SWAN Program scholar wins Shirley Brice Heath Travel Stipend Award

Traveling to last November’s American Anthropological Association annual conference was a little easier for Kathryn Wright, who’s currently pursuing an Social Work and Anthropology Integrated Doctoral Program, also known as SWAN, at Wayne State University. Wright recently received the Shirley Brice Heath Travel Stipend Award from the Council on Anthropology and Education (CAE). The award is named for Shirley Brice Heath, a linguistic anthropologist whose work has been very influential in the anthropology of education.

“This is the first time I have received an external award to support conference travel. It makes me feel supported in my work by a larger community of scholars,” said Wright.

Wright and fellow researchers at AAA conference
From left: Eulalia Gallegos Buitron, University of Idaho; Kathryn Wright, Wayne State University; Josefine Wagner, University of Innsbruck; and Rebekka Boysen-Taylor, University of Idaho at the 2022  American Anthropological Association annual conference.

Wright’s dissertation is an ethnography of three special education classrooms in a downriver community. “My focus is on the social relations among students within the classroom, and how these relations influence the students’ sense of identity and personhood. Understanding this should help to better integrate students with disability into the larger school and chip away at ableist stigma against disability.” 

These stipends are intended to help emerging scholars by defraying expenses associated with participating in the annual meetings. 

The CAE is a part of the American Anthropological Association (AAA). Founded in 1968, CAE is dedicated to the advancement of scholarship on schooling in social and cultural contexts, and on human learning both inside and outside of schools. Their mission is to advance anti-oppressive, socially equitable, and racially just solutions to educational problems through research using anthropological perspectives, theories, methods, and findings.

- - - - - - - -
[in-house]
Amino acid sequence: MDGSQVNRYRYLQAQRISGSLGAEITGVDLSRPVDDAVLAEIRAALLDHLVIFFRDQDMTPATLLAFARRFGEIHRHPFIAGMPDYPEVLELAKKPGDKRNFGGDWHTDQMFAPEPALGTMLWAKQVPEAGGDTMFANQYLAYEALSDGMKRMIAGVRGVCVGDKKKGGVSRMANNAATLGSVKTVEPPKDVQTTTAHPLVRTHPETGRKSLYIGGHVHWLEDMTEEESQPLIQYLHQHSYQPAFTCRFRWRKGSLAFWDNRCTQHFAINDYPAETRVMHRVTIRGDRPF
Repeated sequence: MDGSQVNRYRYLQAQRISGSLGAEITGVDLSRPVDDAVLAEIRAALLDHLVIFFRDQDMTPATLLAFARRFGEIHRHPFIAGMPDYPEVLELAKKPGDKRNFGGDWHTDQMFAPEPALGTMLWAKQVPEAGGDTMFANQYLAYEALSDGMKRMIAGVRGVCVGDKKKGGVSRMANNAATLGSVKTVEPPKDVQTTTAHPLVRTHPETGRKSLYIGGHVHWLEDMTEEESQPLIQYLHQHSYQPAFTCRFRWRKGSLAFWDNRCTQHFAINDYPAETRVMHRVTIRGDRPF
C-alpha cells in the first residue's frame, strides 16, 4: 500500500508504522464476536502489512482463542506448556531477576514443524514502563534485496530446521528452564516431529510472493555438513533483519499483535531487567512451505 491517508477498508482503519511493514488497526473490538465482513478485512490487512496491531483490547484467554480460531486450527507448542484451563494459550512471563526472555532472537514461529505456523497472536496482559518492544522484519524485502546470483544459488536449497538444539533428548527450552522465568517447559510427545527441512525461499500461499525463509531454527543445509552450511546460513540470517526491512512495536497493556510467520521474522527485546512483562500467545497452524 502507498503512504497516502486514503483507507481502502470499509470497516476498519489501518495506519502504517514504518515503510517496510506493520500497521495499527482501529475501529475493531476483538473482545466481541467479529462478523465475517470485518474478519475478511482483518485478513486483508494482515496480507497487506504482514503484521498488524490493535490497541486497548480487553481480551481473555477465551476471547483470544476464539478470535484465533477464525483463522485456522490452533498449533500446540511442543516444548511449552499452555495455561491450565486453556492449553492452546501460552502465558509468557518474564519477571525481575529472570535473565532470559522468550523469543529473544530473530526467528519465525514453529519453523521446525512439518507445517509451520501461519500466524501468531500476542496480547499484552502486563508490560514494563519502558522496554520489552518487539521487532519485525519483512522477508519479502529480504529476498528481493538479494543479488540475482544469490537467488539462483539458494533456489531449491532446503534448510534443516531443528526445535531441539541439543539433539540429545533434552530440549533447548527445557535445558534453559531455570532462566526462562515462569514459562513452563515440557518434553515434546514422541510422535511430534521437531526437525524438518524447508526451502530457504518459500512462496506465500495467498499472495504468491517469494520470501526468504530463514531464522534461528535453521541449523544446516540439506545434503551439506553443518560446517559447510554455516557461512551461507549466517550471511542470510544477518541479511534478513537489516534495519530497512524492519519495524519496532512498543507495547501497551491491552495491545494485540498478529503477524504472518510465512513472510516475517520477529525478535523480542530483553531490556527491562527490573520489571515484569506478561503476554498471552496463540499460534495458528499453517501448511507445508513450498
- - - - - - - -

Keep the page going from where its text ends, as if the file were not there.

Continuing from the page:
Wright was drawn to the SWAN program because it combines anthropological and social work methods and theory with strong ethical obligations to work towards social change.

“When I found out I received the award, I was surprised and excited. I applied for it without any real expectation that I would receive it,” she said.

This competitive award prioritizes new scholars (graduate student or recent graduate); presenting in a CAE-sponsored session at the conference; and financial need. Priority is given to CAE members, new scholars from underrepresented groups, first-time presenters, and members of the AAA.

“I want to work toward disability justice in all areas of society. As a starting place, I am focused on the experiences of students, both with disability and without, in schools.”

To learn more about the CAE including meetings, awards, and publications, click here.

Author: Laura Hipsphire laurahipshire@wayne.edu

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